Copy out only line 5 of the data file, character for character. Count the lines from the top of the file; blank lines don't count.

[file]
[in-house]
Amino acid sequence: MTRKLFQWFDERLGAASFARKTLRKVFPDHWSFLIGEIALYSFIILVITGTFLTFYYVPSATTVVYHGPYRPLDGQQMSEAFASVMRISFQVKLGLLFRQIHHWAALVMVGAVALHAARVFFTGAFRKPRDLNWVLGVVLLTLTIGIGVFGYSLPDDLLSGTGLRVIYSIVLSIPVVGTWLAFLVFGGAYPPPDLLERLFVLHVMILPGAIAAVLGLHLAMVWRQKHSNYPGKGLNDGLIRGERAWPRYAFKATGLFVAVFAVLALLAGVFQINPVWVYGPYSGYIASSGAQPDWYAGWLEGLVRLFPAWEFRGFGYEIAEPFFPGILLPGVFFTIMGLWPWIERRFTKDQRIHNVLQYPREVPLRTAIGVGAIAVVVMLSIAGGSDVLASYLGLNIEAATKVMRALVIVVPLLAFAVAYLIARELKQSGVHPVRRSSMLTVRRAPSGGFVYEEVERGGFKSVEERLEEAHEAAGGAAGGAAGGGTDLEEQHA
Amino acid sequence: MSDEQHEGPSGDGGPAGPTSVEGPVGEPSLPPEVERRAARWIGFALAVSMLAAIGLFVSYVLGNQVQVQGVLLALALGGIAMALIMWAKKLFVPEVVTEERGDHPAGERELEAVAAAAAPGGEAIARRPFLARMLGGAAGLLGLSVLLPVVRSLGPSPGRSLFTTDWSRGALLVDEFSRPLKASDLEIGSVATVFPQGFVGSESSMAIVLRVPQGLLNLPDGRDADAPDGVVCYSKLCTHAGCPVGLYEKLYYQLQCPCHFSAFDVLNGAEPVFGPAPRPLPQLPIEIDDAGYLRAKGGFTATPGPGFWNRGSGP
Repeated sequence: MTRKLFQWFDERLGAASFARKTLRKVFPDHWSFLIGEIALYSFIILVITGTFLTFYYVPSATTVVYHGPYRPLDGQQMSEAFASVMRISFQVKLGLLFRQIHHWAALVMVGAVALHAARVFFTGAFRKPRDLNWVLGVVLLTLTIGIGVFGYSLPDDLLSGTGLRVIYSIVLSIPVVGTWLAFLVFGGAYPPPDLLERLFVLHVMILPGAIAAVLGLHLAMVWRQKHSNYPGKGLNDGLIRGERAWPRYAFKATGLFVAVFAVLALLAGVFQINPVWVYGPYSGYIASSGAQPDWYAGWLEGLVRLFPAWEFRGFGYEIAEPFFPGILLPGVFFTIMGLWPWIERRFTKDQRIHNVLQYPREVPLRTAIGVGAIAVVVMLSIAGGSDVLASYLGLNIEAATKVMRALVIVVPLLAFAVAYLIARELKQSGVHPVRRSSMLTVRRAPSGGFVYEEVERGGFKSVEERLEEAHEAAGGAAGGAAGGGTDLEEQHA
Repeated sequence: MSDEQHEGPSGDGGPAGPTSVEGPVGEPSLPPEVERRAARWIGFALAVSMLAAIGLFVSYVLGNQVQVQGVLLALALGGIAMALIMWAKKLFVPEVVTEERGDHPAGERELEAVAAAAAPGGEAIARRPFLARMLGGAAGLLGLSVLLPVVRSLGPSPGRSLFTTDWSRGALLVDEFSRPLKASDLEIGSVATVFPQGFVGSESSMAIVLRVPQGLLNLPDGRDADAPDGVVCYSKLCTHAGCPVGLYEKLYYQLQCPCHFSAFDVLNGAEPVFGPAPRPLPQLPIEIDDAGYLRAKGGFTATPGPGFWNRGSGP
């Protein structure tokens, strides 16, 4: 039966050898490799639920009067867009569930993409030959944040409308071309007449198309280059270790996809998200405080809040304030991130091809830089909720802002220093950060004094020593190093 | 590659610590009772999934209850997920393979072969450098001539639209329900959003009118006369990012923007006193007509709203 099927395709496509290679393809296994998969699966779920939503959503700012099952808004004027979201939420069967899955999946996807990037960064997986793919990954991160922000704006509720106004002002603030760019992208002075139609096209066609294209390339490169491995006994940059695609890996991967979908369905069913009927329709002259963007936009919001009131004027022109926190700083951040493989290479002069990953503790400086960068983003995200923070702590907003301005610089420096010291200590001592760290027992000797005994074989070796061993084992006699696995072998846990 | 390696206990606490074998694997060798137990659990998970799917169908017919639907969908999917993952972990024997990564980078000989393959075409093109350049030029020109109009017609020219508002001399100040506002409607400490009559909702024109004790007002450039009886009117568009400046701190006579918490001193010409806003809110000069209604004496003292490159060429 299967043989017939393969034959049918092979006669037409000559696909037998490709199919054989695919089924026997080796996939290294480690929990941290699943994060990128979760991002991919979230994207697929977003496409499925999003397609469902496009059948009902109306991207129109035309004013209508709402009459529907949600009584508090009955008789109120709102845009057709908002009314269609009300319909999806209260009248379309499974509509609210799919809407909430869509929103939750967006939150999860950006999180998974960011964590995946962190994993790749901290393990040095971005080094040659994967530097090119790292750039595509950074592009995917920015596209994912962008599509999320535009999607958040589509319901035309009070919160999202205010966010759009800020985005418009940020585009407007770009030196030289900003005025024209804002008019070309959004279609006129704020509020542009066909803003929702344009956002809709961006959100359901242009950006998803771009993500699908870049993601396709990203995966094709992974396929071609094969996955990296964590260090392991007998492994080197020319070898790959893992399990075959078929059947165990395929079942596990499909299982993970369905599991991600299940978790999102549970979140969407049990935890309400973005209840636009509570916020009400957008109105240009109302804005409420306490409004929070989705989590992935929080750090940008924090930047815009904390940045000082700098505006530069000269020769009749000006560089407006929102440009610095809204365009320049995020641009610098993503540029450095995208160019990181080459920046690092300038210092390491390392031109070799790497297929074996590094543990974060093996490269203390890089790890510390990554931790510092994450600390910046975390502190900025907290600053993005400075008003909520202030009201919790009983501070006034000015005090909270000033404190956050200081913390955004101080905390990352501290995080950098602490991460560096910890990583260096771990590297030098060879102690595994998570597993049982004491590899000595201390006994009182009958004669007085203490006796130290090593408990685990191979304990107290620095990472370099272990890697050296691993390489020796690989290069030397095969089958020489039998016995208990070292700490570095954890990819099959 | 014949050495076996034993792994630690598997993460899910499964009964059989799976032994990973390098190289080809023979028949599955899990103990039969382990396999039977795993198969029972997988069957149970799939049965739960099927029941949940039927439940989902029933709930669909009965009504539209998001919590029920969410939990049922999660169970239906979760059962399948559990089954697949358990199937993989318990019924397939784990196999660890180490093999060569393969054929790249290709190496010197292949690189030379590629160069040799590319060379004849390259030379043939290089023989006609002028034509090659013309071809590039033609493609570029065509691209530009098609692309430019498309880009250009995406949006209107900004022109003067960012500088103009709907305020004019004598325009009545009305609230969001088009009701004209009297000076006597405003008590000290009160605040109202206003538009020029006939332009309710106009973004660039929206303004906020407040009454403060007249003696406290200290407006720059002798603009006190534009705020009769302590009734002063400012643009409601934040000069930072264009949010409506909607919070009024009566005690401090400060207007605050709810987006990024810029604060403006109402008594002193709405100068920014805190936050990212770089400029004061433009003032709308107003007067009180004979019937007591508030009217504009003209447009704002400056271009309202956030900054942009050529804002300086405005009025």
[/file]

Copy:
Repeated sequence: MSDEQHEGPSGDGGPAGPTSVEGPVGEPSLPPEVERRAARWIGFALAVSMLAAIGLFVSYVLGNQVQVQGVLLALALGGIAMALIMWAKKLFVPEVVTEERGDHPAGERELEAVAAAAAPGGEAIARRPFLARMLGGAAGLLGLSVLLPVVRSLGPSPGRSLFTTDWSRGALLVDEFSRPLKASDLEIGSVATVFPQGFVGSESSMAIVLRVPQGLLNLPDGRDADAPDGVVCYSKLCTHAGCPVGLYEKLYYQLQCPCHFSAFDVLNGAEPVFGPAPRPLPQLPIEIDDAGYLRAKGGFTATPGPGFWNRGSGP